How to prove your teachers wrong in 2020
In this guest blog, Deana a GCSE Maths Tutor and Presenter shares her perspective about school teachers and gives students advice on how to cope with GCSEs and school pressures.
We hope you enjoy!
Teachers ey? You have the ones you love, the ones you hate, the annoying ones, the funny ones, the unpredictably moody ones, the naggy ones, the stressed ones and the angry ones.
I believe all teachers want students to be the best they can be BUT how many teachers are unconsciously leaving a negative mark on young people?
I say this all the time on my podcast: school environments can be really toxic. For some, it is toxic all the time and for others, it can be toxic sometimes. Year 10 and 11 can be the toughest years of secondary school because of the added GCSE pressure: Students are constantly questioning about their abilities, their futures as well as juggling personal issues.
I stopped teaching in a school environment 6 years ago and it is the best decision I ever made.
I have worked with young people and supported them in many different capacities including workshops, tutoring GCSE Maths students,
my 13 to 19 Podcast and maths channel Maths with Deana.
But anyway, I am not writing this to talk about me. I am writing to tell young people that you need to get your priorities straight.
There is no doubt that school is not helping people reach their full potential. I am not talking about academics only, I am talking about personal development, awareness of how the world works and what life is REALLY like outside of school.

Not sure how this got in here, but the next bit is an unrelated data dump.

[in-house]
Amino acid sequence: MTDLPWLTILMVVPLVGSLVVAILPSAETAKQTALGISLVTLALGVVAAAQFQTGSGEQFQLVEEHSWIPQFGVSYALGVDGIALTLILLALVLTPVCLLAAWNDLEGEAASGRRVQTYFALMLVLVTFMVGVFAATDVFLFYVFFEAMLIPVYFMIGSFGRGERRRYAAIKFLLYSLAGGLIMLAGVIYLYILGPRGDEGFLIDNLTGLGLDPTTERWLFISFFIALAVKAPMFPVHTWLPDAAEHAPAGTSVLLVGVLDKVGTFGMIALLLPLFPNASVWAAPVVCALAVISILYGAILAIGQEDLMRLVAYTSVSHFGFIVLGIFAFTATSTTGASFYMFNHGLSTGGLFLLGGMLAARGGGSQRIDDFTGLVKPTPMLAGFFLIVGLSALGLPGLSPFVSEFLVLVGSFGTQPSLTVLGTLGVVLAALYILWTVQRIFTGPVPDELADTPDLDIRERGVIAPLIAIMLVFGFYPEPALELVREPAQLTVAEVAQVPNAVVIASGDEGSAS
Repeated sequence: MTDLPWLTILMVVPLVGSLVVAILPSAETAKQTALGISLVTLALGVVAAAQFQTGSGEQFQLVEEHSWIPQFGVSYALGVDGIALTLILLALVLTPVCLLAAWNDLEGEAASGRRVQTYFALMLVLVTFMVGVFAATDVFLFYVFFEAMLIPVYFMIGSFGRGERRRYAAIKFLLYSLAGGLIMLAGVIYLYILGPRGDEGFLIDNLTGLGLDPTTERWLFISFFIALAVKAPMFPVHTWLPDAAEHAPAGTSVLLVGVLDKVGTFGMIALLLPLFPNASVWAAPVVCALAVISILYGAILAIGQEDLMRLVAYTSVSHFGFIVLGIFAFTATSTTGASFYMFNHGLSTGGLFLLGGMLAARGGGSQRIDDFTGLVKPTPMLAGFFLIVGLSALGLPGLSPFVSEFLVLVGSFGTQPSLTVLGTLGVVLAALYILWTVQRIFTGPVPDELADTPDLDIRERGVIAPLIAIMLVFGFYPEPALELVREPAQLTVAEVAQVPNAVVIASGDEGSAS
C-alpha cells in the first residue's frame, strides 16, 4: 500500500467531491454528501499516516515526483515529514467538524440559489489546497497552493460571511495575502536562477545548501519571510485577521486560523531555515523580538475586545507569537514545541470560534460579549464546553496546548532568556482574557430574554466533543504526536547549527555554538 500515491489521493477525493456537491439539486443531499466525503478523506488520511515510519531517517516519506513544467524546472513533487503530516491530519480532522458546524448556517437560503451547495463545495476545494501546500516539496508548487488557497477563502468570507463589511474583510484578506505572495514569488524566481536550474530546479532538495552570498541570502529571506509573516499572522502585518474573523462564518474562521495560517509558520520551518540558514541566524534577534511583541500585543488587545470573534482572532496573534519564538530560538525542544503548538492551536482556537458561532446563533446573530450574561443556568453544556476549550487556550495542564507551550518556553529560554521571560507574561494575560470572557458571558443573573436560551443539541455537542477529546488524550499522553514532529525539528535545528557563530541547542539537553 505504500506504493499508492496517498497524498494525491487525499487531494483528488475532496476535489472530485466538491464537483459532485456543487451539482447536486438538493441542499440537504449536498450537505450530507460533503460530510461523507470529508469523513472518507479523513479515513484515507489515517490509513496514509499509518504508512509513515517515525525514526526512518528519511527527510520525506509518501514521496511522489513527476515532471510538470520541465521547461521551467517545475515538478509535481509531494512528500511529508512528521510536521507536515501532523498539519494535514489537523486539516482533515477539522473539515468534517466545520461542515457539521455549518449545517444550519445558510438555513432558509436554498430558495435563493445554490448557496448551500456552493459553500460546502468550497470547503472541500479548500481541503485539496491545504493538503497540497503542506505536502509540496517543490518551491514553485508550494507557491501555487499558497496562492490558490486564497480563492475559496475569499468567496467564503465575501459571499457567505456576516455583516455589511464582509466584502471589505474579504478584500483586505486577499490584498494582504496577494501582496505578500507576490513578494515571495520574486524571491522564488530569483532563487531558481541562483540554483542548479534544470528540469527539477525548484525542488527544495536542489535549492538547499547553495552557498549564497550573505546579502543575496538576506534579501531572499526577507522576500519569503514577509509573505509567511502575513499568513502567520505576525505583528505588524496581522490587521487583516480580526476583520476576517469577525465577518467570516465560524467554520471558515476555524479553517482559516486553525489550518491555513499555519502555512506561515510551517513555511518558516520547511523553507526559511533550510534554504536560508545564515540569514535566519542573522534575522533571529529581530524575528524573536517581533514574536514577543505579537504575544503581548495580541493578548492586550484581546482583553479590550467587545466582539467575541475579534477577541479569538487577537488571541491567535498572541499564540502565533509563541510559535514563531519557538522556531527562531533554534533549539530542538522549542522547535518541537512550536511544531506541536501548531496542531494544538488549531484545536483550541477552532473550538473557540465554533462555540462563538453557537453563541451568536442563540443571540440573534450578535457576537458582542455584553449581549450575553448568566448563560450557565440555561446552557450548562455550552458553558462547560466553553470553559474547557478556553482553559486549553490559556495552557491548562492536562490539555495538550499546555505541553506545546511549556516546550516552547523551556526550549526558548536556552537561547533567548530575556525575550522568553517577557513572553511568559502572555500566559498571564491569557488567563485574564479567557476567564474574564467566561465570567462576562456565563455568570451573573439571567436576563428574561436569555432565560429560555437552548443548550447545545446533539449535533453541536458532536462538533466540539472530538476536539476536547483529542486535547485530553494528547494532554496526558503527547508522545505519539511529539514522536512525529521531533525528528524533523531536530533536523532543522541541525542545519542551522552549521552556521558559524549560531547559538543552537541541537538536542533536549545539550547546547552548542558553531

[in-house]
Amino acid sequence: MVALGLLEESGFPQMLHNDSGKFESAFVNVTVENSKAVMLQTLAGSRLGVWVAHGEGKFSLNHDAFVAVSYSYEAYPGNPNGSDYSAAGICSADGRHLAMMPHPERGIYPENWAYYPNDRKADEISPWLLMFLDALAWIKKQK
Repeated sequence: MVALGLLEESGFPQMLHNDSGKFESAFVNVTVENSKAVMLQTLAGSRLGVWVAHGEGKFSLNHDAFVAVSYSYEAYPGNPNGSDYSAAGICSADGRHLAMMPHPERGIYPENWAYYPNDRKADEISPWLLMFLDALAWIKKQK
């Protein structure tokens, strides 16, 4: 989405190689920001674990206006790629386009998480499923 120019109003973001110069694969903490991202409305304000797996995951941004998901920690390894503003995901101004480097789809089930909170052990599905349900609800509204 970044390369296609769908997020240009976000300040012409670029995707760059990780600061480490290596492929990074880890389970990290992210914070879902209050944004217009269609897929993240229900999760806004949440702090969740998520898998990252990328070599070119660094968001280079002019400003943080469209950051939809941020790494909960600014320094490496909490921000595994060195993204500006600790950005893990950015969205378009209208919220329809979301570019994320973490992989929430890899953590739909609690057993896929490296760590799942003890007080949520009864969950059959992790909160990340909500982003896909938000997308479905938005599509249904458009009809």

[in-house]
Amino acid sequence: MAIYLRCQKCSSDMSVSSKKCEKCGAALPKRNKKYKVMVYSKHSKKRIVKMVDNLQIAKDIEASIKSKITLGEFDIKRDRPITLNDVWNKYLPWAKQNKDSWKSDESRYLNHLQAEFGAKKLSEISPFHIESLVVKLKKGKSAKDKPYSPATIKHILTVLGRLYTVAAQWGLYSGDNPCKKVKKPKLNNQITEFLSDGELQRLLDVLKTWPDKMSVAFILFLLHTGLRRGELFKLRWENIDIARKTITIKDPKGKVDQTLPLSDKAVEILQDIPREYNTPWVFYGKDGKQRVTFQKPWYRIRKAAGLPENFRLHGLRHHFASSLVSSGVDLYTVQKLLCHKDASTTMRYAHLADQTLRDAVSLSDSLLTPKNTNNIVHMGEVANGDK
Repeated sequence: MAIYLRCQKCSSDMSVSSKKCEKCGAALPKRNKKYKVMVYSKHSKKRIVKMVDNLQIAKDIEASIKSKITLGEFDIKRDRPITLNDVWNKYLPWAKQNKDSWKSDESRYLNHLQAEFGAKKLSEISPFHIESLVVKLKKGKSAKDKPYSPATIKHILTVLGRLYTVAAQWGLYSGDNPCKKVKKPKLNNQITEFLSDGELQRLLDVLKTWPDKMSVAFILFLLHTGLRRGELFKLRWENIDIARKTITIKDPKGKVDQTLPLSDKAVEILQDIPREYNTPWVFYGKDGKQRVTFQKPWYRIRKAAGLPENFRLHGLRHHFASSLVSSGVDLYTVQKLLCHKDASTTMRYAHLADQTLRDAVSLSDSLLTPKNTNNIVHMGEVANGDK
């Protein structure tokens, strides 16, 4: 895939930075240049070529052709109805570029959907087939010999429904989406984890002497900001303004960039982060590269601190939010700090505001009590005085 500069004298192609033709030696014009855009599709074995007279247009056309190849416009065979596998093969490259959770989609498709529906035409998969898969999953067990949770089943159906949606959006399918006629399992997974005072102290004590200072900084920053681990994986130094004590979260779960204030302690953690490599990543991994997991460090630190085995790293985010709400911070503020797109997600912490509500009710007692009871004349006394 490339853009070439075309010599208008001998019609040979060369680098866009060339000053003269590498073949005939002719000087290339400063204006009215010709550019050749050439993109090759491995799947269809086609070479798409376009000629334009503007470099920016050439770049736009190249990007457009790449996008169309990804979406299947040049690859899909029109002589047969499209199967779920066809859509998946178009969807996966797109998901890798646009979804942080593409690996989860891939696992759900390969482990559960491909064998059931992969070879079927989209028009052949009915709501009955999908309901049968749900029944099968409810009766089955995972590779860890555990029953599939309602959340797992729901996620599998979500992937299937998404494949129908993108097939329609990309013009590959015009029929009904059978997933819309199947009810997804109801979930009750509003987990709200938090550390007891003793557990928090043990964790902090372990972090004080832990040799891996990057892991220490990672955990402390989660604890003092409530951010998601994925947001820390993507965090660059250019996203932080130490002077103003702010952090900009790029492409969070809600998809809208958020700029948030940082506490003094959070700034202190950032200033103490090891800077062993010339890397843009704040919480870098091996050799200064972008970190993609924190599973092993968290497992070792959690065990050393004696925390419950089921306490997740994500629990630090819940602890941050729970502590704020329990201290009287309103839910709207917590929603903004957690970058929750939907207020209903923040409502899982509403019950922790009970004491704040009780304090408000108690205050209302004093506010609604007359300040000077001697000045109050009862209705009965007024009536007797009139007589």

The way the education system is now has made teachers’ roles very complicated and for some people turned them into baggy, demotivating and pressuring individuals so, I have a few pieces of advice for any young people struggling to get through this year.
1. Don’t take what your teachers say to heart
I KNOW TEACHERS CAN BE AMAZING.
They work super hard and really want the best for you. But on the off chance, you end up with a miserable teacher or one that takes out their anger on you OR one that says “you’ll never amount to anything’ in an attempt to get you to bounce back, ignore it.
People are motivated by different things, but NO TEACHER can predict what your future holds. If a teacher ever tells you that you won’t amount to anything mumble in your HEAD, ‘you know nothing’.
2. Work Hard
I get it. I know GCSEs are HEAVY. So much content, revision, exams and sometimes it can feel like you are drowning. But you need to work hard.
Not just to pass GCSEs but to build good habits. Life has many obstacles and if you are not used to pushing yourself, then you will never be the best version of yourself.
- Make a plan.
- Write all your deadlines and exam dates.
What do you want to do well in? Which topics do you need to know? Which topics do you already know? How many days a week are you dedicating to revising? Make a plan and that will make you feel a bit more organised.
No, I am not contradicting myself. As much as it is important to revise, you need to switch your mind off too.
Meet up with friends, exercise, watch TV, have a bath or whatever you do to destress.
Buy some incense; Any time it all gets a bit much light one and have a nap.
THANK ME LATER.
5. Help each other
Revising together and learning from each other is super powerful. Trust me.
6. Understand it is never too late!
If you are revising or buckling down later than others, don’t worry. Don’t compare yourself to others, this is your life, not theirs. I honestly believe it is never too late to make a difference. THERE IS NO BETTER TIME THAN THE PRESENT!
I know right now, it feels like this is the most important stage of your life, it is not.
It is the most important stage of your life, so far as it can unlock doors in the future.
However, please believe that no one knows what the future holds. You can only give yourself the best opportunities by doing your best. There are many ways to succeed and as long as your mindset is strong, you can overcome anything.